Ensuring 100% coverage with water, sanitation and hygiene, rotavirus vaccination and nutritional interventions such as breastfeeding promotion and zinc supplements could potentially reduce illness by nearly two thirds (63%) and almost halve the number of child deaths (49%) from diarrhoea and pneumonia, the analysis estimates.

An integrated approach combining vaccination and hygiene promotion has been successfully trialled in Nepal by the Ministry of Health with support from WaterAid.

Margaret Batty, director of global policy and campaigns at WaterAid, said:

“If children are to grow and thrive, they need clean water, good sanitation and good hygiene alongside good healthcare, vaccinations and good nutrition. Each year, nearly 300,000 young children die of diarrhoea directly linked to dirty water, poor toilets and poor hygiene, and the greatest tragedy of all is that we know how to address this. This study adds to the evidence that the lives of hundreds of thousands of young children could be saved each year if these pillars of development were combined with other health interventions.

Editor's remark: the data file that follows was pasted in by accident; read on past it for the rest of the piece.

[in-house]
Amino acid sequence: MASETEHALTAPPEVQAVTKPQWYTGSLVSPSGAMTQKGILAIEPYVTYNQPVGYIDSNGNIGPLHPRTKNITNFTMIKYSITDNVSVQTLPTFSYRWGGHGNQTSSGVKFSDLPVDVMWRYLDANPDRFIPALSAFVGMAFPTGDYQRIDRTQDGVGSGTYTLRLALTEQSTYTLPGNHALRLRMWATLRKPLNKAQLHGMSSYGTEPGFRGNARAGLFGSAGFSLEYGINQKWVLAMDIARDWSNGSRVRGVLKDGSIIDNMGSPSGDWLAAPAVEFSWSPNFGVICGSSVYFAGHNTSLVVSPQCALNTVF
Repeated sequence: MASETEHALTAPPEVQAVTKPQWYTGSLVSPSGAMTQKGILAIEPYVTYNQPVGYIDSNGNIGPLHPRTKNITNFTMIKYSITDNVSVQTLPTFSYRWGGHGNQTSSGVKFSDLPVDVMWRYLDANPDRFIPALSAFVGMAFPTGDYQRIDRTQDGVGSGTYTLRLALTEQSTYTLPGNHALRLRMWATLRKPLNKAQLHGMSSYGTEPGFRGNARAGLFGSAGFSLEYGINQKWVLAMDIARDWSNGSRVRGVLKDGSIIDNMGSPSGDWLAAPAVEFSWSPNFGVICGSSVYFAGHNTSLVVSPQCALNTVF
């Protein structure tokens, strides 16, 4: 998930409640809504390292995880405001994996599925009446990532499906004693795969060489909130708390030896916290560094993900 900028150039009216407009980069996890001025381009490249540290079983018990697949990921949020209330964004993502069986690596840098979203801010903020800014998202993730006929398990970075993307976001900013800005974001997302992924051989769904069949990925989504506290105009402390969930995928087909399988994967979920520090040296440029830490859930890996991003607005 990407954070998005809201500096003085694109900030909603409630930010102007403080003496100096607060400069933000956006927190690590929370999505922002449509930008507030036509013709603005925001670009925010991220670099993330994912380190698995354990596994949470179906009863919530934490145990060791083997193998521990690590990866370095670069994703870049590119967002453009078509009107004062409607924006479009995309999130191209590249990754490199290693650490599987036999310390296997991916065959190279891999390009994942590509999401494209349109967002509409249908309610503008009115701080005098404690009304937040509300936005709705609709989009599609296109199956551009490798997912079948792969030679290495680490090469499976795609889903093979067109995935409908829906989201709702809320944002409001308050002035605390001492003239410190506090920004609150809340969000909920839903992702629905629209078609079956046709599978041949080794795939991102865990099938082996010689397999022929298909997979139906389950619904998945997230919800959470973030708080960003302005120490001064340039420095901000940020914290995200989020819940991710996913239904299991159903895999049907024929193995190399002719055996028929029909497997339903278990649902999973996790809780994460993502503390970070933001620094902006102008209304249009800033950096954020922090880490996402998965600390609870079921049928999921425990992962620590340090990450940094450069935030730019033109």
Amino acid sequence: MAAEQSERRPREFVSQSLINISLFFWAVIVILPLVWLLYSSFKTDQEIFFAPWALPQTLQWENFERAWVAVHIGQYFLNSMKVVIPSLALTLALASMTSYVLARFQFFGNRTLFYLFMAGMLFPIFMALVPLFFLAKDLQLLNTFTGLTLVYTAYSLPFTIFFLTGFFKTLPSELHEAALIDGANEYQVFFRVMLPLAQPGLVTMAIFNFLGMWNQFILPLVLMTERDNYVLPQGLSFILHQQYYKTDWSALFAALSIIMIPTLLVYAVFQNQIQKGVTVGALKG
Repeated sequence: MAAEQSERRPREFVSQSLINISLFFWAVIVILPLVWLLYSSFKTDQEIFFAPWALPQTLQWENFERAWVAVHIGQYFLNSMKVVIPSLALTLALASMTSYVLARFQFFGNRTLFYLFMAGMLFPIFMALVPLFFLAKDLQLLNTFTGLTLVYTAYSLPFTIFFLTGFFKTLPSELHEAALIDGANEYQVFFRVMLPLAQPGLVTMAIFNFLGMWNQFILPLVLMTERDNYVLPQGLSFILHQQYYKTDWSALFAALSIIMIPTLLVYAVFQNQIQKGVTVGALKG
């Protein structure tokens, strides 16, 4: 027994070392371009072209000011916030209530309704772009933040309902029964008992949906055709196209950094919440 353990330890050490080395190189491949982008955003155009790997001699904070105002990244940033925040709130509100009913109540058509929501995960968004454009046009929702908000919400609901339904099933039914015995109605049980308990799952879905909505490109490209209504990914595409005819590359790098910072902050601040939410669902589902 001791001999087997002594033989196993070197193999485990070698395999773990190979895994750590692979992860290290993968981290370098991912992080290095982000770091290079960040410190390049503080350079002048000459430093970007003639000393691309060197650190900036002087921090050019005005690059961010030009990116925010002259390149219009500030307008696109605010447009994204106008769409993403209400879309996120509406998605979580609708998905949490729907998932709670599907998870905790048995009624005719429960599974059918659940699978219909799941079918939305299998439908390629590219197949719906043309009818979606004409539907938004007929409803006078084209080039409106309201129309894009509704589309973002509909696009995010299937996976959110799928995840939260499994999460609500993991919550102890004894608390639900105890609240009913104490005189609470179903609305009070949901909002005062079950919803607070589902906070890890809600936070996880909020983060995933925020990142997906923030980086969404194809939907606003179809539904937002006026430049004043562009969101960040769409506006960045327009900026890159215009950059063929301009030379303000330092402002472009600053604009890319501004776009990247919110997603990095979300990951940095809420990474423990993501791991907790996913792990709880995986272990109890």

“As the World Health Assembly in Geneva approaches, WaterAid is calling on world leaders to ensure that whenever they are investing in health and nutrition, they are also investing in water, sanitation and hygiene. They can save so many lives by combining these efforts.”

Eileen Quinn, Director of PATH’s Defeat Diarrhoeal Disease Initiative, said: